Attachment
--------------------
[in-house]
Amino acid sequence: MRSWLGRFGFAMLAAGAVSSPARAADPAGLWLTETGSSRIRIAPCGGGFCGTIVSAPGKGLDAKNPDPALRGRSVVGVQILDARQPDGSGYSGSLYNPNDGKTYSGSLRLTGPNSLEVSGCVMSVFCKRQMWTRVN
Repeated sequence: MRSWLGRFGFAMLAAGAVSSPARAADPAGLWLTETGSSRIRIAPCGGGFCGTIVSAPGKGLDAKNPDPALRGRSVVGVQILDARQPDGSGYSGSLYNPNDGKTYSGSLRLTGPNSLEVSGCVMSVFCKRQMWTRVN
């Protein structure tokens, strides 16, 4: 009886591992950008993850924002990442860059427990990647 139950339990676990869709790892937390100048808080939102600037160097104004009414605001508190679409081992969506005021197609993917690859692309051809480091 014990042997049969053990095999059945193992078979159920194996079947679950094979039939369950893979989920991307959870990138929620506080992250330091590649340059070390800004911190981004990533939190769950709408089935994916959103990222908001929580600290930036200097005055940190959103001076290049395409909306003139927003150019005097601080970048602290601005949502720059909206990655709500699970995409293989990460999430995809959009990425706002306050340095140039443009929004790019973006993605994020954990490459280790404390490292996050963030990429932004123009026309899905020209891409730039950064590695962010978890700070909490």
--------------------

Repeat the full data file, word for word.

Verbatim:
[in-house]
Amino acid sequence: MRSWLGRFGFAMLAAGAVSSPARAADPAGLWLTETGSSRIRIAPCGGGFCGTIVSAPGKGLDAKNPDPALRGRSVVGVQILDARQPDGSGYSGSLYNPNDGKTYSGSLRLTGPNSLEVSGCVMSVFCKRQMWTRVN
Repeated sequence: MRSWLGRFGFAMLAAGAVSSPARAADPAGLWLTETGSSRIRIAPCGGGFCGTIVSAPGKGLDAKNPDPALRGRSVVGVQILDARQPDGSGYSGSLYNPNDGKTYSGSLRLTGPNSLEVSGCVMSVFCKRQMWTRVN
């Protein structure tokens, strides 16, 4: 009886591992950008993850924002990442860059427990990647 139950339990676990869709790892937390100048808080939102600037160097104004009414605001508190679409081992969506005021197609993917690859692309051809480091 014990042997049969053990095999059945193992078979159920194996079947679950094979039939369950893979989920991307959870990138929620506080992250330091590649340059070390800004911190981004990533939190769950709408089935994916959103990222908001929580600290930036200097005055940190959103001076290049395409909306003139927003150019005097601080970048602290601005949502720059909206990655709500699970995409293989990460999430995809959009990425706002306050340095140039443009929004790019973006993605994020954990490459280790404390490292996050963030990429932004123009026309899905020209891409730039950064590695962010978890700070909490």